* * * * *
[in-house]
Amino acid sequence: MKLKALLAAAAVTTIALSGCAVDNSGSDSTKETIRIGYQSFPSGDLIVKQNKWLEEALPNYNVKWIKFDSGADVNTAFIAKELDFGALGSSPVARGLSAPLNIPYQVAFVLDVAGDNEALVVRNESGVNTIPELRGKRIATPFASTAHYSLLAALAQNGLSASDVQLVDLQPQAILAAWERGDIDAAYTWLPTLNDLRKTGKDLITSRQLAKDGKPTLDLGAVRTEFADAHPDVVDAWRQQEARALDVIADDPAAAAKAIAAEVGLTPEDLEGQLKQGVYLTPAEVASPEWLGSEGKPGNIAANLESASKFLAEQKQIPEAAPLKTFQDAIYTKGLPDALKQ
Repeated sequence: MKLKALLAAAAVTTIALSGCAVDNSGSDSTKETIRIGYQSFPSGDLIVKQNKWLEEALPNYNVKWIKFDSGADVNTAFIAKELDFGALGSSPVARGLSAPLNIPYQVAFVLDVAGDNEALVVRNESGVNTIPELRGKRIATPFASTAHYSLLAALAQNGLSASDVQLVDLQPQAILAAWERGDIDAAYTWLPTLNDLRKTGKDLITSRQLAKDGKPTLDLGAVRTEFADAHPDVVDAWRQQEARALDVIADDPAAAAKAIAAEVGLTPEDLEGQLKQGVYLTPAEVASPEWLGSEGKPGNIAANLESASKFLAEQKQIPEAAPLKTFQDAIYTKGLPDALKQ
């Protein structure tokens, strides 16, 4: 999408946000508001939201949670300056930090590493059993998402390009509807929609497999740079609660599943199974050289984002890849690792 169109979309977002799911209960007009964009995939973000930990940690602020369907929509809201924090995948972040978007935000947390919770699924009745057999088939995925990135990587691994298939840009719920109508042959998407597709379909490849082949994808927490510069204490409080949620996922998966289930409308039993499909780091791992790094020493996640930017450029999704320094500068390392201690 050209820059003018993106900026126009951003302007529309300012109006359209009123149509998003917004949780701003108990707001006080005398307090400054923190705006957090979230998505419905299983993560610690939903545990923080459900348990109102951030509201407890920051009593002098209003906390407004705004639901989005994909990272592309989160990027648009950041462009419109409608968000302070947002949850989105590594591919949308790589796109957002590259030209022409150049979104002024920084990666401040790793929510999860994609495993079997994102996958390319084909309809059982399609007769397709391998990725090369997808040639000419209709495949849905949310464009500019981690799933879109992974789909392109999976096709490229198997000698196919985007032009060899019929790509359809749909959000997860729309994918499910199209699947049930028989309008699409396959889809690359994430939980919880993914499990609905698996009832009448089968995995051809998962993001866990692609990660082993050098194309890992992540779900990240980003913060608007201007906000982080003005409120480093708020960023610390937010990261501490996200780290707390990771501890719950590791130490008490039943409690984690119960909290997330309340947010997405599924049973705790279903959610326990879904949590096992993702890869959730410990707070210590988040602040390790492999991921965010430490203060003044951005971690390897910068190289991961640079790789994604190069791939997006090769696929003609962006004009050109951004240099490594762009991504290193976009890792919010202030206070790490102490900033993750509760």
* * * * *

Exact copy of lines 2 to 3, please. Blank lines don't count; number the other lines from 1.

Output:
Amino acid sequence: MKLKALLAAAAVTTIALSGCAVDNSGSDSTKETIRIGYQSFPSGDLIVKQNKWLEEALPNYNVKWIKFDSGADVNTAFIAKELDFGALGSSPVARGLSAPLNIPYQVAFVLDVAGDNEALVVRNESGVNTIPELRGKRIATPFASTAHYSLLAALAQNGLSASDVQLVDLQPQAILAAWERGDIDAAYTWLPTLNDLRKTGKDLITSRQLAKDGKPTLDLGAVRTEFADAHPDVVDAWRQQEARALDVIADDPAAAAKAIAAEVGLTPEDLEGQLKQGVYLTPAEVASPEWLGSEGKPGNIAANLESASKFLAEQKQIPEAAPLKTFQDAIYTKGLPDALKQ
Repeated sequence: MKLKALLAAAAVTTIALSGCAVDNSGSDSTKETIRIGYQSFPSGDLIVKQNKWLEEALPNYNVKWIKFDSGADVNTAFIAKELDFGALGSSPVARGLSAPLNIPYQVAFVLDVAGDNEALVVRNESGVNTIPELRGKRIATPFASTAHYSLLAALAQNGLSASDVQLVDLQPQAILAAWERGDIDAAYTWLPTLNDLRKTGKDLITSRQLAKDGKPTLDLGAVRTEFADAHPDVVDAWRQQEARALDVIADDPAAAAKAIAAEVGLTPEDLEGQLKQGVYLTPAEVASPEWLGSEGKPGNIAANLESASKFLAEQKQIPEAAPLKTFQDAIYTKGLPDALKQ